The global investment market is incredibly large and diverse, with new asset classes and niches having been added continuously over the years.
This number includes so-called “alternative investments”, which describe virtually any asset class outside of traditional, long-only options such as stock and bonds. Interestingly, traditional investments are forecast to deliver only modest returns of 4% per annum during the next 10 years, so a growing number of investors are seeking out such options.
But what are the most common types of alternative investment, and what are the advantages of such asset classes?
What are the Main Types of Alternative Investments?
Of course, the description of alternative investments is relatively broad, so it includes a large number of options to choose from.
One of the most prominent alternative investment options is forex, which describes the trading of international currency pairs as derivative assets. Make no mistake; you can go long and short with forex, enabling you to profit without assuming ownership of the underlying financial instrument.
What’s more, forex also offers you access to increased leverage through trading platforms on Oanda. This is expressed as a ratio and leveraged products can often rise as high as 200:1 on reputable platforms, creating the potential for disproportionate returns on relatively small deposit amounts.
Forex is an incredibly accessible alternative asset class, and one that certainly offers more appeal than options such as real estate in the digital age.
However, while real estate is a little more costly to get involved with, it does offer flexibility in terms of how you profit and the precise type of assets included within the marketplace.
For example, real estate has evolved into a multi-faceted asset class that includes both publicly-listed and private property investment trusts (REITs), which serve as alternative investment funds in which you don’t have to buy or own properties outright.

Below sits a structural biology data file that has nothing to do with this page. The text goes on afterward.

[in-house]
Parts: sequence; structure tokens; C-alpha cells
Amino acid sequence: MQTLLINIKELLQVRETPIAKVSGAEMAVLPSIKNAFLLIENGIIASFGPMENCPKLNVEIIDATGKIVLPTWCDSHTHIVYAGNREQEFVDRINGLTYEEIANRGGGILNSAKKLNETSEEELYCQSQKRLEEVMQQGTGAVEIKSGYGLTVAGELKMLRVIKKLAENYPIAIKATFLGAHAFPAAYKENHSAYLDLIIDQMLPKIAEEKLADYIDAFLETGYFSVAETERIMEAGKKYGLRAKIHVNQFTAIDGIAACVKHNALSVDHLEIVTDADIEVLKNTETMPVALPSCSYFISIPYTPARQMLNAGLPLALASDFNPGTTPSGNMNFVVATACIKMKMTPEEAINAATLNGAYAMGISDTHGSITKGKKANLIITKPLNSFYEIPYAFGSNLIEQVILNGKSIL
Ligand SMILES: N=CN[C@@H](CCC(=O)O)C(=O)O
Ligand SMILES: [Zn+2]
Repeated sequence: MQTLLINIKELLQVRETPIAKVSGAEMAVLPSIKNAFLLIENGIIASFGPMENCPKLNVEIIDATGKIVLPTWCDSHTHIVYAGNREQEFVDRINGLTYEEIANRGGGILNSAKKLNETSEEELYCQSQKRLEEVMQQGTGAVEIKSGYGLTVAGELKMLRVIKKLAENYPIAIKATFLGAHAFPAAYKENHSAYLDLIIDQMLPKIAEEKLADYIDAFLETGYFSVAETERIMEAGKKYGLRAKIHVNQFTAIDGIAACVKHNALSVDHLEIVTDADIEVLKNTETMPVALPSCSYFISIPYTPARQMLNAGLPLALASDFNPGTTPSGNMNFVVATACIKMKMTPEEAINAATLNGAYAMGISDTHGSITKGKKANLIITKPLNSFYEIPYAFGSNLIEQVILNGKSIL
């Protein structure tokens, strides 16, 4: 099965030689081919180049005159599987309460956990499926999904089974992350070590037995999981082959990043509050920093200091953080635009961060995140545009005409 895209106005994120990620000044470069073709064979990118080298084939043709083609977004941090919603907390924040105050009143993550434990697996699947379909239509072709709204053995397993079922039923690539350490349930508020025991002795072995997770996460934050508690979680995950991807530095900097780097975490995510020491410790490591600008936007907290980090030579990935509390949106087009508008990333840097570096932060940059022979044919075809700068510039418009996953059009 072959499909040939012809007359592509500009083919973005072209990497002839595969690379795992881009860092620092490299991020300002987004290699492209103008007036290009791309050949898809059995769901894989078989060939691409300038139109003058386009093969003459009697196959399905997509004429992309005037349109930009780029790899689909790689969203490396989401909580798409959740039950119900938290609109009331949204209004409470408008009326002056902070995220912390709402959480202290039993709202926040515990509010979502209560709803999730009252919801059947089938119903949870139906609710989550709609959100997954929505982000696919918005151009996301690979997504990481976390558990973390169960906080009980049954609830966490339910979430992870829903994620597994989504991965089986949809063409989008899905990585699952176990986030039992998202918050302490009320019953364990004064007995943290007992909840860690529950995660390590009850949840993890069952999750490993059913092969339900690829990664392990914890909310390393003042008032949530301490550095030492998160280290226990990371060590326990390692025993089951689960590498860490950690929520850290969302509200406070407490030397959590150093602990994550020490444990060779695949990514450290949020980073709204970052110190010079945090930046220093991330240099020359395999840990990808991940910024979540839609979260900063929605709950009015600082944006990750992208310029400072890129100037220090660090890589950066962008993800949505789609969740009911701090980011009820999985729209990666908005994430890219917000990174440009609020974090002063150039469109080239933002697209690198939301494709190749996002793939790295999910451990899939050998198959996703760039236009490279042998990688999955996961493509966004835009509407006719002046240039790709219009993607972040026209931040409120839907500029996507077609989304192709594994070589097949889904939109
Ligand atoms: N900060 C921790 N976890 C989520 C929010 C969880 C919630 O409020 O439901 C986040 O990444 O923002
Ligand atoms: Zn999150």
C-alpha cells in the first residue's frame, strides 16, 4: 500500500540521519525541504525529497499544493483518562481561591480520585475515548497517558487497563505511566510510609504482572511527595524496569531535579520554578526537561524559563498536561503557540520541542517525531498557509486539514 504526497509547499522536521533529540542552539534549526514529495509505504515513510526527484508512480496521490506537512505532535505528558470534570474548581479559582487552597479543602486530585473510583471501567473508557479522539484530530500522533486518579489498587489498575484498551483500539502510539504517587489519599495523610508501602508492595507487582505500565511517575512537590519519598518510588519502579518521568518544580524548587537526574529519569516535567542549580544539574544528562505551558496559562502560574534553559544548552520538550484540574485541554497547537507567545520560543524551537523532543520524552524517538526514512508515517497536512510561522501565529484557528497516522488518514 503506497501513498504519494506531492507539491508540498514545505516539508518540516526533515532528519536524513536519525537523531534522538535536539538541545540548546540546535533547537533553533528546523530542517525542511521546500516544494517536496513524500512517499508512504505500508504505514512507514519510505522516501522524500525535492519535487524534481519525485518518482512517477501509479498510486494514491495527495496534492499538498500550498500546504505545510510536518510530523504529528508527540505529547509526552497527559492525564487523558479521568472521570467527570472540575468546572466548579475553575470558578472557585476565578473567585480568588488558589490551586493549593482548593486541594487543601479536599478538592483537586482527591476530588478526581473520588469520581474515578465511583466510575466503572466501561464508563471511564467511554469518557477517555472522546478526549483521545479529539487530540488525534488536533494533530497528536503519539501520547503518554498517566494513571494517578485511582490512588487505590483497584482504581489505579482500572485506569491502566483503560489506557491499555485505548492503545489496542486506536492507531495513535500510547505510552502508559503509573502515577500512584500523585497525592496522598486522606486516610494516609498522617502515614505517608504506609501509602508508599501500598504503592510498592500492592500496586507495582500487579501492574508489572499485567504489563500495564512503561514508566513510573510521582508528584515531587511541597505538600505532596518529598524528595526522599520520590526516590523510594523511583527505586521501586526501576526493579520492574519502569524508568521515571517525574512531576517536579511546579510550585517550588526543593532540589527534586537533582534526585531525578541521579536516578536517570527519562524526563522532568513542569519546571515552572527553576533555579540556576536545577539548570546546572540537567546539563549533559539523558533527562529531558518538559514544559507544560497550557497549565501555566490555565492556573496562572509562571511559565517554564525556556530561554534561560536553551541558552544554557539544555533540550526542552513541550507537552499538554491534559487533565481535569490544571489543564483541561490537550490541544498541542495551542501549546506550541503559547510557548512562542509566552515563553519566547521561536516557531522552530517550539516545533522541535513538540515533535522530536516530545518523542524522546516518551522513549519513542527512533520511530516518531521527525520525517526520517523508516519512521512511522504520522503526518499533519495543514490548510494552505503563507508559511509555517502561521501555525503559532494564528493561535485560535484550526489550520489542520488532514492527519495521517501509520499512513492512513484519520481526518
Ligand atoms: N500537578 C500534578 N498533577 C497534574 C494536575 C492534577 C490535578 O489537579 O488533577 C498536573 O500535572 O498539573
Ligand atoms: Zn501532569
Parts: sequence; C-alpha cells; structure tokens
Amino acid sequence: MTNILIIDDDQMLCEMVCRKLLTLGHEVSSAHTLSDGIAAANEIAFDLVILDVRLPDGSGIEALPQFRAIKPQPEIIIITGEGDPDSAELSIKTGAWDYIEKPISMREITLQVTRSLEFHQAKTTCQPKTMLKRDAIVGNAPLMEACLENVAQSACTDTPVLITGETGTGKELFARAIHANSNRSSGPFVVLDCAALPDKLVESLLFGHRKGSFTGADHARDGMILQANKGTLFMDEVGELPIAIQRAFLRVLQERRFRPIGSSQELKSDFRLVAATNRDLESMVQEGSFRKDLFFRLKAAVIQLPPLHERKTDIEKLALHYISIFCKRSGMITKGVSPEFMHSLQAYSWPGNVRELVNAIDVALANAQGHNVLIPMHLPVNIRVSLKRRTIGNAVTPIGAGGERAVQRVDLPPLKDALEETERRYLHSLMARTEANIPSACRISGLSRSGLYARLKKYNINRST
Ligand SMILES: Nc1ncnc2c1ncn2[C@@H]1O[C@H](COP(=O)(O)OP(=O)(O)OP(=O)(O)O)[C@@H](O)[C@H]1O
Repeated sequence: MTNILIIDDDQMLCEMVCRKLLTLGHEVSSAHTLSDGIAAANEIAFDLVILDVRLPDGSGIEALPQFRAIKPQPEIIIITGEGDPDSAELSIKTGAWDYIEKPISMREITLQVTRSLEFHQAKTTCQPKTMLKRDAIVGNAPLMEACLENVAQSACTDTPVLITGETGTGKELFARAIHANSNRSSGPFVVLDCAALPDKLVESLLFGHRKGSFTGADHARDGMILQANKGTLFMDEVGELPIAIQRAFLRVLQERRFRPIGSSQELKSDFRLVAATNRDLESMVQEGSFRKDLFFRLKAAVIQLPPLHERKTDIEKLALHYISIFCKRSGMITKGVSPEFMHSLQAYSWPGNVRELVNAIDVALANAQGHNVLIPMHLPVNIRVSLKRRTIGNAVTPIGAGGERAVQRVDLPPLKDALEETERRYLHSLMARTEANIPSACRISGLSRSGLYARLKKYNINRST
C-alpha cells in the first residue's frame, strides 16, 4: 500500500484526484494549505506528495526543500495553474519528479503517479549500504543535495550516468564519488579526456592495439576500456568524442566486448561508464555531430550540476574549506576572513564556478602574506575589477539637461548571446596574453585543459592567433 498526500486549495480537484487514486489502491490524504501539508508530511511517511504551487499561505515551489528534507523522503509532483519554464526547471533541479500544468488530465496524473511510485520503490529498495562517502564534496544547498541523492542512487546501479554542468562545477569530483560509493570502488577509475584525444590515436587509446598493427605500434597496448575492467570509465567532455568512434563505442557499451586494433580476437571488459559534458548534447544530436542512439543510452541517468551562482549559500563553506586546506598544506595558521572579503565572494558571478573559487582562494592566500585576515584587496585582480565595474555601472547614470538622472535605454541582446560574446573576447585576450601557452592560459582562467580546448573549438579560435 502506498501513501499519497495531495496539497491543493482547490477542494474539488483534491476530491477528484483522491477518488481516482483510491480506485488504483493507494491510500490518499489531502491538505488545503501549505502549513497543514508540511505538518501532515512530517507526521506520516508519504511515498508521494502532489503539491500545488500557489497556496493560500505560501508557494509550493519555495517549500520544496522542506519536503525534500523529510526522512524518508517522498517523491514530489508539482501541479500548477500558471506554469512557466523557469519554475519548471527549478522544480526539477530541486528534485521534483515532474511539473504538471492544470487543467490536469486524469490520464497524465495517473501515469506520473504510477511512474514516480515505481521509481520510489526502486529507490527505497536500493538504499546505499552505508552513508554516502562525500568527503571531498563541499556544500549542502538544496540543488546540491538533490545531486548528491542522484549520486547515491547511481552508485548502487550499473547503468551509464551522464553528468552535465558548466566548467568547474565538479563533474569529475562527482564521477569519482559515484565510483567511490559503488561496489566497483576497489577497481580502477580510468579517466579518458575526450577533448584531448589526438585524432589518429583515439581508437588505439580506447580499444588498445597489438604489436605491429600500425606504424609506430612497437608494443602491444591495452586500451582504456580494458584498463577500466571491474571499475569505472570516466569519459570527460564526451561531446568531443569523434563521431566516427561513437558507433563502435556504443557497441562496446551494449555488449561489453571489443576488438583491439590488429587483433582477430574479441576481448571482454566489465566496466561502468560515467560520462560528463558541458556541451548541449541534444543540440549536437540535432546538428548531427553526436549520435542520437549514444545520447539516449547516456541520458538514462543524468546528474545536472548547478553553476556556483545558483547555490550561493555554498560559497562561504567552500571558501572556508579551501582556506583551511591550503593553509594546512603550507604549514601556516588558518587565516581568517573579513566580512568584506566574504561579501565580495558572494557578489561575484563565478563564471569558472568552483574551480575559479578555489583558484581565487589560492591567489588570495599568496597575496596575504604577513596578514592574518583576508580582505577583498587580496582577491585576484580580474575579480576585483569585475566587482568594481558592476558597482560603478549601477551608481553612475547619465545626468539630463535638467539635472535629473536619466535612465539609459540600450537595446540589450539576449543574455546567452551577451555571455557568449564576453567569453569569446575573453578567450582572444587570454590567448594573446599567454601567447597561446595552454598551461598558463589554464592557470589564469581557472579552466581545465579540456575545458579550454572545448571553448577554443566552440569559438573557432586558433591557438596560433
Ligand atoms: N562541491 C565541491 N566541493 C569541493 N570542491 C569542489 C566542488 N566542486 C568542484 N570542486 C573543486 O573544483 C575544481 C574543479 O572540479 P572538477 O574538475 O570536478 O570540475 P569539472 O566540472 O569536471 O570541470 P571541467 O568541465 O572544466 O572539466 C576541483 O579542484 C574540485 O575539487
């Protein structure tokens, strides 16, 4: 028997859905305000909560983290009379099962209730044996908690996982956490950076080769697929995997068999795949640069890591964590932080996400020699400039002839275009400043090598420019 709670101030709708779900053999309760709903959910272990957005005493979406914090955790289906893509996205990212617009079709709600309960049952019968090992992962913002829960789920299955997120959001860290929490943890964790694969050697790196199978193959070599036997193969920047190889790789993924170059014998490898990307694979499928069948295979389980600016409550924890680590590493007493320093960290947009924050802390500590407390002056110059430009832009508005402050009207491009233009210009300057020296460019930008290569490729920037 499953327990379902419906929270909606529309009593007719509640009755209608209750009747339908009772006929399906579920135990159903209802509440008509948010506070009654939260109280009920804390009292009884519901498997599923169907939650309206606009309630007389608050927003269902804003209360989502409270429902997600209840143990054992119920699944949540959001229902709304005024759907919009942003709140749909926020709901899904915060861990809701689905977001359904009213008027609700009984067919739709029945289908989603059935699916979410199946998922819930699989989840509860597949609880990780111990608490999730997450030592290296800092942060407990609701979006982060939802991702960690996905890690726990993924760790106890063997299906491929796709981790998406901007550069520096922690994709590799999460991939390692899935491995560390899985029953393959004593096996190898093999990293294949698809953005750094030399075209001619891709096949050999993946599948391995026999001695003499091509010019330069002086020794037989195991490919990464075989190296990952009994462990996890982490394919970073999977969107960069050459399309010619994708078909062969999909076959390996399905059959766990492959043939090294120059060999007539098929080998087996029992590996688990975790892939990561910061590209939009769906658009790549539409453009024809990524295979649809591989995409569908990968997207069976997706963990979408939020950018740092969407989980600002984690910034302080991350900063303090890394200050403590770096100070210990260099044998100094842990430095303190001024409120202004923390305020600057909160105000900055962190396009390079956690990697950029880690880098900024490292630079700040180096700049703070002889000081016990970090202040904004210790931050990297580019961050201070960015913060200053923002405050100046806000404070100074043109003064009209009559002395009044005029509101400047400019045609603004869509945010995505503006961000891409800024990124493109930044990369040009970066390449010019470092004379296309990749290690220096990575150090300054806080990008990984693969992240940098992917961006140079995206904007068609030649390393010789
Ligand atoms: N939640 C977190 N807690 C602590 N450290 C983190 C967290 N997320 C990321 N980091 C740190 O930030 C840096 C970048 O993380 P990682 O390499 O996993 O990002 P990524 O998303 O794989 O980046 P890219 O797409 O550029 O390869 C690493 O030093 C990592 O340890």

Another common alternative investment option (and one that’s particularly popular among institutional investors) is hedge funds. These are investment vehicles that typically use a wide range of non-traditional strategies (such as long-short trades), in a bid to diversify portfolios and while hedging against exposure in more traditional markets.
What are the Benefits of Alternative Investment?
This is obviously the single most important benefit of alternative investments, which typically provide a hedge against risks and helps to naturally diversify your existing portfolio (both in terms of scope and flexible returns).
The reason for this is simple; as alternative investments boast a low correlation to traditional assets like stocks and fixed-income bonds, which means that they’re likely to perform well as others start to depreciate.
Due to the higher and more complex risk-return profiles, it also stands to reason that alternative investments should deliver potentially higher returns.
Of course, this is increased further by the higher leverage available through vehicles such as forex, which is why this remains the single most popular alternative investment option in the modern market.